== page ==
Summary: In this sermon, Paul offers some appeals to believers that are very handy for successful Christian living.

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Have you ever stopped to think of the many appeals that are made on any given day? There is the appeal from the pastor to his flock for greater commitment to God's work. He appeals to his leadership for more excitement about their work. There is the appeal from the employer to his employees to pay more attention to quality, to do more in less time and to do their best. There is the appeal from the law enforcement officers for people to drive safely, to wear their safety belts and to live in accordance with the laws of the land. There is the appeal from the lawyer to find the person guilty or innocent as the case may be. There is the appeal from politicians to their constituents to get out and vote. There is the appeal from our President to make America a better place to live. There is the appeal from leaders of various countries to live in peace. There is the appeal of the parent of the rebellious child to be obedient. There is the appeal from God to his people to be whom he calls them to be. All over our land, appeals go up on every hand.

Paul does some appealing in these verses. Up to this point, he has been confrontational and impersonal with his readers, but now that changes. He now positions himself as the lawyer in the courtroom and gives a dispassionate presentation to them. He has reminded them that their salvation has come by God's grace alone and not their works. He has questioned them as to why they are backpeddaling by trying to earn what they never could in the first place. Now he moves to the personal level and in essence says to them; “I care about you more than I can say. I love you dearly just as you have loved me dearly. Please listen to what I'm saying, because it's so vitally essential.” He moves from stern to gentle. It is a reminder that in our appeals to others, we too must take on this quality of gentleness. So often God's people do not do as they should. We are called upon to rebuke but we must do it with a spirit of gentleness less we cut our throats in what we try to accomplish.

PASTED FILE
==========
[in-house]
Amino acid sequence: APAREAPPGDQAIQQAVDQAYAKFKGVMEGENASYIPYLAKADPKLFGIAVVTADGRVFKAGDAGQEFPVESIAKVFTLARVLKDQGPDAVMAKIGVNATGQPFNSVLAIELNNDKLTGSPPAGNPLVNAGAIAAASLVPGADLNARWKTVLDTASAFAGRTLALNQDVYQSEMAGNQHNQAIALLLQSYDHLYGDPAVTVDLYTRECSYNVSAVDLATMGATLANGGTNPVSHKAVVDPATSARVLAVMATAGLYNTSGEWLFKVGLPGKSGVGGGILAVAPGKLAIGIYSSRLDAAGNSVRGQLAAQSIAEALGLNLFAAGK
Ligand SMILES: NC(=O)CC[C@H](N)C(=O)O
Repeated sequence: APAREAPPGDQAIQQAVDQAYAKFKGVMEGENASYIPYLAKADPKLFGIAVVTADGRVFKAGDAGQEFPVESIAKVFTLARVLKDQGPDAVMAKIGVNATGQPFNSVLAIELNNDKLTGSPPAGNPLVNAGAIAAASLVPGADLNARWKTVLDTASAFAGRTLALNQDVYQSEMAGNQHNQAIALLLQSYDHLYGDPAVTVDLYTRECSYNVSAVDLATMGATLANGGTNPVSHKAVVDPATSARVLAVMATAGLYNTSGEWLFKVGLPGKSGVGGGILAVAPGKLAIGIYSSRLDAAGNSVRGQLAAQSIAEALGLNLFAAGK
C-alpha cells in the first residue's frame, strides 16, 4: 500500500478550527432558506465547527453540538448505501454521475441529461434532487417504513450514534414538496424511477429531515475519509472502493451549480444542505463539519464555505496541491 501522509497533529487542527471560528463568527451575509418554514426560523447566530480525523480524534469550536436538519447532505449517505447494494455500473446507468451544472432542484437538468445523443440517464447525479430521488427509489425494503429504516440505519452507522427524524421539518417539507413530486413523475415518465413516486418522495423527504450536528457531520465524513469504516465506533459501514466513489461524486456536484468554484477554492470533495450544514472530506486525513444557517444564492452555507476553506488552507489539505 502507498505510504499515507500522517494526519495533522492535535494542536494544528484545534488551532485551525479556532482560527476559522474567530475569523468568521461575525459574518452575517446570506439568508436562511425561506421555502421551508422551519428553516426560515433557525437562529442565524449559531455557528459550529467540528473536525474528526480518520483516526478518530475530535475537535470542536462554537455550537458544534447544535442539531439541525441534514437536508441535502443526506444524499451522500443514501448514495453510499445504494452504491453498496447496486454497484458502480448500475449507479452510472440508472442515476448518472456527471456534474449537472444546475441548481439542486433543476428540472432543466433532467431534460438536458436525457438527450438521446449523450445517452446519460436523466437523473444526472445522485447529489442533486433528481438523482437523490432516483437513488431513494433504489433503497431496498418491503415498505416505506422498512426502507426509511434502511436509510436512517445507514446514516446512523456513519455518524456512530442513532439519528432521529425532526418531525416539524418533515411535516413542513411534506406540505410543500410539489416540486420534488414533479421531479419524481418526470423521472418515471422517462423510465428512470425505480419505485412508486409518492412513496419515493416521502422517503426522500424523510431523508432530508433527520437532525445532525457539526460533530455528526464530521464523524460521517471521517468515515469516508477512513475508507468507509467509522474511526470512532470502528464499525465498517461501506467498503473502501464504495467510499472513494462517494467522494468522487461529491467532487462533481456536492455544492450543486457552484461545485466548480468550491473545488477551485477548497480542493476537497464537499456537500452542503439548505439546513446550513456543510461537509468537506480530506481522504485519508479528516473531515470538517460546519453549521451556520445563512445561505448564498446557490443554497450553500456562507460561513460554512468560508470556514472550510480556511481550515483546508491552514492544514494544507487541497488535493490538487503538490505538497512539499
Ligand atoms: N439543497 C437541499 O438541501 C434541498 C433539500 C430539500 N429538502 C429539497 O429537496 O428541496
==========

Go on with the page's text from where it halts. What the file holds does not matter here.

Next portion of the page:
If they were to live an example before others, they needed to live in the spiritual freedom that was theirs as a child of God. Paul has already warned them about returning to the slavery of trying to live under the law. No one could ever hope to obey God's laws perfectly. A person does not have the strength to do this. We must trust in the one who was born to redeem those who labored under this curse of the law; namely Jesus Christ himself.

Paul begged them to become as he was. In other words, he was an example to them. Now what kind of example was he? He was an example that salvation came through God's grace. If anyone had attempted to live under God's law to find salvation, Paul was that person. On the Damascus Road, he found through meeting the risen Lord that this was impossible. It was in that experience that he trusted the saving grace of the Lord Jesus Christ. He let go of his legalistic attempts to please God. He now counted as loss all those things he once trusted in for God's approval.

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